Theon isn’t faring any better in his get an ally for Robb mission. Theon continues to try to push the idea of an alliance with his father, but Balon wants to use the war as an opportunity to go back to pirating. He thinks Theon and Yara can take the entirety of the North while Robb isn’t paying attention, starting with the coastal communities, of course. Balon keeps insulting Theon for being too friendly with the Starks. Theon tries to argue that since Balon gave him away, he really has no right to be bitter about his Stark loyalties, but nobody listens to him. I think Ned and his bannermen should have wiped the Greyjoys out completely back during the original rebellion. Balon is a real piece of work. Next thing we know, Theon is writing a letter to Robb when he suddenly stops and burns it. He then participates in a sort of baptism for the “Drowned God,” which is presumably pledging his loyalty to House Greyjoy.

Farther south in King’s Landing, Tyrion and Shae are having an argument. Shae doesn’t want to be in hiding anymore, and she really doesn’t like Tyrion’s suggestion of becoming a scullery maid. That is totally understandable for sure. We also see the most uncomfortable Lannister family dinner with just the ladies and the kids. The kids are going on about how great Sansa and Joffrey’s wedding is going to be, and that just makes Sansa uncomfortable. She tries to say all the right things so she won’t be tortured, but it’s certainly not easy, considering Joffrey killed her father and all. After dinner, Sansa meets her new handmaiden, who is surprisingly inexperienced for a King’s Landing servant. It’s Shae, of course!

Meanwhile, Tyrion is busy scheming. He fits right into King’s Landing, of course. He sets up a sort of test for Grand Maester Pycelle, Varys, and Littlefinger. He tells each of them that he plans to marry off his niece to form a political alliance. He tells each person a different prospective match. Pycelle is told that the niece will be married to someone in Dorn, Varys is told that she will be married to Theon, and Littlefinger is asked to arrange a marriage with Robyn Arryn. He warns each of his test subjects not to tell the Queen what is going on. I guess he wants to see who is going to spill. Soon enough, Tyrion and Cersei are having a huge fight because Cersei heard that Tyrion was planning to marry her daughter to someone in Dorn. Things aren’t looking good for the Grand Maester.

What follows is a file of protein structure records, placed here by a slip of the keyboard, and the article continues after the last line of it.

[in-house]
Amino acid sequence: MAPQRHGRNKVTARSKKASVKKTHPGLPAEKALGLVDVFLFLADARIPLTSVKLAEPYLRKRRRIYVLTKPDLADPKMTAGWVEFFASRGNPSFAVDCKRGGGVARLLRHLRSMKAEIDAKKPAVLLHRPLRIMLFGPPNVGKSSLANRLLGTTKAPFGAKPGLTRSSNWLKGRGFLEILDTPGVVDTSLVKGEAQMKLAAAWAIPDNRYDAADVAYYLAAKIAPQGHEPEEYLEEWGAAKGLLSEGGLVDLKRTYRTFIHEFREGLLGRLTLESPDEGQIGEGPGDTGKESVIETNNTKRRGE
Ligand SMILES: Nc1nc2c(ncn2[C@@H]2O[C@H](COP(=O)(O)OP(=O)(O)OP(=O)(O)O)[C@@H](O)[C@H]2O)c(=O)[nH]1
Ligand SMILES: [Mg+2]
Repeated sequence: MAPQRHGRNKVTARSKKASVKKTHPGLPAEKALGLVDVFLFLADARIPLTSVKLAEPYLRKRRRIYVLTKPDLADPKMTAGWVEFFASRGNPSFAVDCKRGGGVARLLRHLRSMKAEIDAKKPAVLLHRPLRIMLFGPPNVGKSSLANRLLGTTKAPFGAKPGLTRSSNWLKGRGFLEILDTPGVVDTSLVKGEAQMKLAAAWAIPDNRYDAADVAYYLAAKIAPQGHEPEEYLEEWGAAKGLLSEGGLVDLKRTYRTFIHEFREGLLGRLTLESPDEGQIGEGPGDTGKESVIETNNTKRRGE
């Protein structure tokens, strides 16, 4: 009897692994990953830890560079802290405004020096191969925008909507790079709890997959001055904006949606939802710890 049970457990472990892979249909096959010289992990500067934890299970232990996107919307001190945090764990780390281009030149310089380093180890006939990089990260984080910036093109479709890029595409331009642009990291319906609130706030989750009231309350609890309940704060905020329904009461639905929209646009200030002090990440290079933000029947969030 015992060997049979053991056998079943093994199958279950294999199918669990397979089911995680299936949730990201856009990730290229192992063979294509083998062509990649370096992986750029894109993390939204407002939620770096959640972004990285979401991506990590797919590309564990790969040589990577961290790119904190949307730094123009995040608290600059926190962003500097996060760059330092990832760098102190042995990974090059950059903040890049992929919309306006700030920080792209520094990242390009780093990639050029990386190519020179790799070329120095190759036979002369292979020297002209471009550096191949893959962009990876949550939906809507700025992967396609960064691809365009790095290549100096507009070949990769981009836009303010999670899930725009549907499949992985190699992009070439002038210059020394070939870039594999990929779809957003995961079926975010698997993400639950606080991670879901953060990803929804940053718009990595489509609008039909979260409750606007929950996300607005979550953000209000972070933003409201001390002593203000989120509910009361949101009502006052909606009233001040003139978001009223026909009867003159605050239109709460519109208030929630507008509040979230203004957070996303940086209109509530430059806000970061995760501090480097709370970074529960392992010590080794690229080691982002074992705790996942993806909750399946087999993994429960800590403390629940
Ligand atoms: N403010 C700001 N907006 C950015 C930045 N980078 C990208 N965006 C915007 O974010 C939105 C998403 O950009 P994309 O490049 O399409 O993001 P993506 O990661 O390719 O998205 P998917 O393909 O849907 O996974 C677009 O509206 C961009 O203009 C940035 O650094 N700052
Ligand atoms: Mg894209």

Littlefinger confronts Tyrion, angry that all his work to arrange the marriage to Robyn Arryn was for naught since Tyrion’s niece is getting married to that Dornish fellow and all. Tyrion says he has another job for Littlefinger. He wants Littlefinger’s help in freeing Jaime from captivity. Littlefinger eventually agrees because it would give him an excuse to see Cat. Then Tyrion goes really badass and confronts Grand Master Pycelle about being a no-good snitch. He catches Pycelle in flagrante and has him taken to the Black Cells, after cutting of his beard, of course. Tyrion has a chat with Varys, too, but Varys just keeps speaking in riddles about power. I like that Tyrion just does what needs to be done here. Pycelle really had it coming. He’s been a bit of a slimeball for a while, and Tyrion really, really doesn’t want to be the next Ned Stark.

We end the episode with Arya and the rest of the rag tag group making its way towards the Wall. Arya and Yoren have a lovely conversation that reveals quite a lot about Yoren. They talk about how Arya’s having trouble sleeping because of the terrible things she has seen, and we learn about how Yoren avenging his brother’s murder led him to take the Black. The Goldcloaks soon break up the party, though, and this time they have extra Lannister soldiers as backup. Yoren is killed in the ensuing fray (which is typical, since we just got to really know him), but he takes many of the enemy with him. Arya and Gendry are captured, but the Lannister troops don’t know who they are, and a quick-thinking Arya makes them think that a boy who died is Gendry.